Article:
If you have clear skies, be sure to take the opportunity to view the total lunar eclipse of December 20/21, 2010. My forecast isn’t looking good, but I’m holding out hope that I’ll get a clear view and get some photographs of the event. The following image does a great job of detailing when to look, and what you can expect:
*Note, the times listed on this image are for Alaskan time, which is 4 hours earlier than Eastern time.
I got the image from Mr. Eclipse who not only explains what you’re seeing, but provides a wealth of other information, including how to photograph it.
A lunar eclipse occurs when the Moon enters the shadow of Earth. This can only happen during a full moon, but not every full moon coincides with an eclipse. Why? Because the Moon’s orbit is inclined about 5.1° to the Earth. So a lunar eclipse will occur when a full moon also happens to be on the same plane, or 0°, as the Earth.
NASA has created a live webcam feed from their all-sky meteor camera at the Marshall Space Flight Center. A radio-static “soundtrack” is being played along with the video.
When a meteor burns up in the atmosphere, it also produces a trail of ionized particles that reflect radio waves. If the meteor is located in the right spot in Huntsville’s sky, the signal from the station transmitter is reflected to the radio receiver, and you will hear a “ping” above the static noise. – NASA
If you have clear skies, make it a late night and watch what should be a brilliant meteor shower. If the handful of fireballs I’ve seen over the past few nights are any indication, we should have a nice show as the Geminids peak this evening and into tomorrow morning. The best views will certainly be after the Moon sets, especially between 1am and 3am local time; however, if you cannot stay up that late look towards the East before you go to bed and you should see a handful.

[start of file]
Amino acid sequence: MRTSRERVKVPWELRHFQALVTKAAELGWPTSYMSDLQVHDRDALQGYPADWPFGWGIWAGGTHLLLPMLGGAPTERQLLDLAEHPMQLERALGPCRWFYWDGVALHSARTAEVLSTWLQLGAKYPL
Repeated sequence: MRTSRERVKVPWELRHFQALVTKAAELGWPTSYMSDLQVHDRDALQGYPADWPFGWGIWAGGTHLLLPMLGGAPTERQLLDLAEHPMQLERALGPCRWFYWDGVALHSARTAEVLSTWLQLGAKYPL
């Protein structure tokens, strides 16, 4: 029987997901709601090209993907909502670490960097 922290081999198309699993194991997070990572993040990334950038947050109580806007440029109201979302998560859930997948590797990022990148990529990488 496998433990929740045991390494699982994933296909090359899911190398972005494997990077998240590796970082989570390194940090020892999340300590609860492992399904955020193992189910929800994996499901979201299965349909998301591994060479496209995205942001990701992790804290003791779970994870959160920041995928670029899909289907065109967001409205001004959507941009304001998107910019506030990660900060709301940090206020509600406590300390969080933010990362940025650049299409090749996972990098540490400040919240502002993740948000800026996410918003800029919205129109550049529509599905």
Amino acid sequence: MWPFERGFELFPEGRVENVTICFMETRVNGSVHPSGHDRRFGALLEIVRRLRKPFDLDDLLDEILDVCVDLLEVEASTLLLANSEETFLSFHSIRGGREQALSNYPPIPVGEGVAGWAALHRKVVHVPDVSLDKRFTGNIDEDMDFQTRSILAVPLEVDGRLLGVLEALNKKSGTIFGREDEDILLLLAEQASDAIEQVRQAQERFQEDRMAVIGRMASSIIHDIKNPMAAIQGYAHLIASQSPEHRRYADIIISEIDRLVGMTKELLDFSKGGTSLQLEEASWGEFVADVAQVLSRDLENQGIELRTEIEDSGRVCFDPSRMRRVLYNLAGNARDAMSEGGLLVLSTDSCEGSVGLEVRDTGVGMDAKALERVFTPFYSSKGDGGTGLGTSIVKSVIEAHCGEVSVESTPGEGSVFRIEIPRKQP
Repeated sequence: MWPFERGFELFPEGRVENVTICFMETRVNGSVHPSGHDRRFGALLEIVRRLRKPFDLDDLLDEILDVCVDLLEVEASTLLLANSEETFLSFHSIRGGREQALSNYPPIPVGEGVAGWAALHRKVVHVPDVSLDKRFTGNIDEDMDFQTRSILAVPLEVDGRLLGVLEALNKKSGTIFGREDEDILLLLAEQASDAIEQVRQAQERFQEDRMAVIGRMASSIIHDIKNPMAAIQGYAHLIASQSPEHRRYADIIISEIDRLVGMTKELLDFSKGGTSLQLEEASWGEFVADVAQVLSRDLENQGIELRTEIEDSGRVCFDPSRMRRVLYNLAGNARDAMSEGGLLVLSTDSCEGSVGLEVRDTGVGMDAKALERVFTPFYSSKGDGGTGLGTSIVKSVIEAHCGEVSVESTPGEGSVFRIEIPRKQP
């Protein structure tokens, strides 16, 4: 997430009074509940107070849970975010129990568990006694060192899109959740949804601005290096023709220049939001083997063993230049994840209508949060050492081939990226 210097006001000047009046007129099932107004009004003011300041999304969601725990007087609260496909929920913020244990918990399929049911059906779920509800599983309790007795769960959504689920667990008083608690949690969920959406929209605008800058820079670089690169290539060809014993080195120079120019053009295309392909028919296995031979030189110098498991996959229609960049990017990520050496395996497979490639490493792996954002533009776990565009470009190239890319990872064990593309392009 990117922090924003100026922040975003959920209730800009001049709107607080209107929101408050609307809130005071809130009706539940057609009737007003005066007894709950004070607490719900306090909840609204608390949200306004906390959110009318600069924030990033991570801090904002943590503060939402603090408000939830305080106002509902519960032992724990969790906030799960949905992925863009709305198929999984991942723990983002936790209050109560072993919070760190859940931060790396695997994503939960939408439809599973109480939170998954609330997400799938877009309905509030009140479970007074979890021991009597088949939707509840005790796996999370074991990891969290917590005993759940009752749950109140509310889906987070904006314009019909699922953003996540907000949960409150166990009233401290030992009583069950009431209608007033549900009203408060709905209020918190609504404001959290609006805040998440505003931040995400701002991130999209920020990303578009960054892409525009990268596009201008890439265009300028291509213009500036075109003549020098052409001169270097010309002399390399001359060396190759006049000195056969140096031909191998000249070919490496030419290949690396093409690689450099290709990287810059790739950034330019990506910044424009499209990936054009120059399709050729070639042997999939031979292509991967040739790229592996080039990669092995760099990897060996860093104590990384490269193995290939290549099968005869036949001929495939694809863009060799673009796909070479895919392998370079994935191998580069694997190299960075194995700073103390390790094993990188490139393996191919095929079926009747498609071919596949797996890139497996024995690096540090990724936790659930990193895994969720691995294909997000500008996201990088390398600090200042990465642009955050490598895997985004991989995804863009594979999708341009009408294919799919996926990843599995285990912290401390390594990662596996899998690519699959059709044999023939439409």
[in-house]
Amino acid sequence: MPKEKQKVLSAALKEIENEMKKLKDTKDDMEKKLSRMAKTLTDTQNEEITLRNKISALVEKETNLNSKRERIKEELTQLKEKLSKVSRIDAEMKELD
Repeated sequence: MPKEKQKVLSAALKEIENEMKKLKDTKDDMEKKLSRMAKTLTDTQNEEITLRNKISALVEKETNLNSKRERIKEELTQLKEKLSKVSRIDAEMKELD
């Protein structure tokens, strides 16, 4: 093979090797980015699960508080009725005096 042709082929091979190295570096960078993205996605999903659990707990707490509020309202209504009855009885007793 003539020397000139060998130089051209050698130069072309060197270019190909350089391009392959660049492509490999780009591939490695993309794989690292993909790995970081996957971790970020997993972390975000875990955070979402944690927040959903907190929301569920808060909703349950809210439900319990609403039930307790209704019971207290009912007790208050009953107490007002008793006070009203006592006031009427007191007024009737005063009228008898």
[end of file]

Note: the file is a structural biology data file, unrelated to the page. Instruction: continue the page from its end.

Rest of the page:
This video is making its rounds on the internet. It serves as a beautiful tribute to NASA’s shuttle program. The video is 45-minutes long, but you don’t have to watch it in one sitting; in fact, you can skip around a bit and just enjoy the amazing high-definition, slow-motion, videos of the shuttle systems.
It’s going to be very difficult to say goodbye to the shuttle program, early next year.
The small open star cluster Pismis 24 lies in the core of the NGC 6357 nebula in Scorpius, about 8,000 light-years away from Earth. The brightest object in the center of this image is designated Pismis 24-1 and was once thought to weigh as much as 200 to 300 solar masses. This would not only have made it by far the most massive known star in the galaxy, but would have put it considerably above the currently believed upper mass limit of about 150 solar masses for individual stars.
However, Hubble Space Telescope high-resolution images of the star show that it is really two stars orbiting one another that are each estimated to be 100 solar masses.
In addition, spectroscopic observations with ground-based telescopes further reveal that one of the stars is actually a tight binary that is too compact to be resolved even by Hubble. This divides the estimated mass for Pismis 24-1 among the three stars. Although the stars are still among the heaviest known, the mass limit has not been broken due to the multiplicity of the system.
The images of NGC 6357 were taken with Hubble’s Wide Field and Planetary Camera 2 in April 2002.
ImageCredit: NASA, ESA, and J. Maíz Apellániz (Instituto de Astrofísica de Andalucía, Spain)
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